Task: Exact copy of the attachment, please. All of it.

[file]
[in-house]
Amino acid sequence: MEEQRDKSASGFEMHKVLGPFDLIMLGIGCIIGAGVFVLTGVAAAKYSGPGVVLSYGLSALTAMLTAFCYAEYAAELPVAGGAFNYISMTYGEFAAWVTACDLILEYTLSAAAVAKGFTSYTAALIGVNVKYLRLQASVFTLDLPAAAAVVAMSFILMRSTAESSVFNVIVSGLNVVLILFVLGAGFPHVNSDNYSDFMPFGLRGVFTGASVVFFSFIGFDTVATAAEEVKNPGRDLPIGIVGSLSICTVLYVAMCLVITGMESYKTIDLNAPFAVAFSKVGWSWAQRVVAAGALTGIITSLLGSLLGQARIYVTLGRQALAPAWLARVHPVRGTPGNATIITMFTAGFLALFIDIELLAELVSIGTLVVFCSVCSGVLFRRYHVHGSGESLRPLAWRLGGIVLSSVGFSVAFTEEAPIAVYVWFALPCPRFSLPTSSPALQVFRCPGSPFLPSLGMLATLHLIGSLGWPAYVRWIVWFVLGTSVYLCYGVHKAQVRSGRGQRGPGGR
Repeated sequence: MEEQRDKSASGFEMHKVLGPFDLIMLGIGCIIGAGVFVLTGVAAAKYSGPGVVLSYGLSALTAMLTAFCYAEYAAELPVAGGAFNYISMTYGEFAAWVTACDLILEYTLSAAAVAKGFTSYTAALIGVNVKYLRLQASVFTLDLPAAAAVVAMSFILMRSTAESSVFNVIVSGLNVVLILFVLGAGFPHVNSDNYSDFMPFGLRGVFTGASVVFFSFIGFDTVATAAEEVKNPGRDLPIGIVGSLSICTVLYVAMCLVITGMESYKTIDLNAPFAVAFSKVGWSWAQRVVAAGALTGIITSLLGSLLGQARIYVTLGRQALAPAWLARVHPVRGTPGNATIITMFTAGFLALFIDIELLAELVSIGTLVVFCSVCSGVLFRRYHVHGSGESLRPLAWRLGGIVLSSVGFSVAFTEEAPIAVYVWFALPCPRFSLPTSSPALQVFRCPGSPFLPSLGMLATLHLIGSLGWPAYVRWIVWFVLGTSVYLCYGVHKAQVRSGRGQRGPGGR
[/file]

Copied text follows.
[in-house]
Amino acid sequence: MEEQRDKSASGFEMHKVLGPFDLIMLGIGCIIGAGVFVLTGVAAAKYSGPGVVLSYGLSALTAMLTAFCYAEYAAELPVAGGAFNYISMTYGEFAAWVTACDLILEYTLSAAAVAKGFTSYTAALIGVNVKYLRLQASVFTLDLPAAAAVVAMSFILMRSTAESSVFNVIVSGLNVVLILFVLGAGFPHVNSDNYSDFMPFGLRGVFTGASVVFFSFIGFDTVATAAEEVKNPGRDLPIGIVGSLSICTVLYVAMCLVITGMESYKTIDLNAPFAVAFSKVGWSWAQRVVAAGALTGIITSLLGSLLGQARIYVTLGRQALAPAWLARVHPVRGTPGNATIITMFTAGFLALFIDIELLAELVSIGTLVVFCSVCSGVLFRRYHVHGSGESLRPLAWRLGGIVLSSVGFSVAFTEEAPIAVYVWFALPCPRFSLPTSSPALQVFRCPGSPFLPSLGMLATLHLIGSLGWPAYVRWIVWFVLGTSVYLCYGVHKAQVRSGRGQRGPGGR
Repeated sequence: MEEQRDKSASGFEMHKVLGPFDLIMLGIGCIIGAGVFVLTGVAAAKYSGPGVVLSYGLSALTAMLTAFCYAEYAAELPVAGGAFNYISMTYGEFAAWVTACDLILEYTLSAAAVAKGFTSYTAALIGVNVKYLRLQASVFTLDLPAAAAVVAMSFILMRSTAESSVFNVIVSGLNVVLILFVLGAGFPHVNSDNYSDFMPFGLRGVFTGASVVFFSFIGFDTVATAAEEVKNPGRDLPIGIVGSLSICTVLYVAMCLVITGMESYKTIDLNAPFAVAFSKVGWSWAQRVVAAGALTGIITSLLGSLLGQARIYVTLGRQALAPAWLARVHPVRGTPGNATIITMFTAGFLALFIDIELLAELVSIGTLVVFCSVCSGVLFRRYHVHGSGESLRPLAWRLGGIVLSSVGFSVAFTEEAPIAVYVWFALPCPRFSLPTSSPALQVFRCPGSPFLPSLGMLATLHLIGSLGWPAYVRWIVWFVLGTSVYLCYGVHKAQVRSGRGQRGPGGR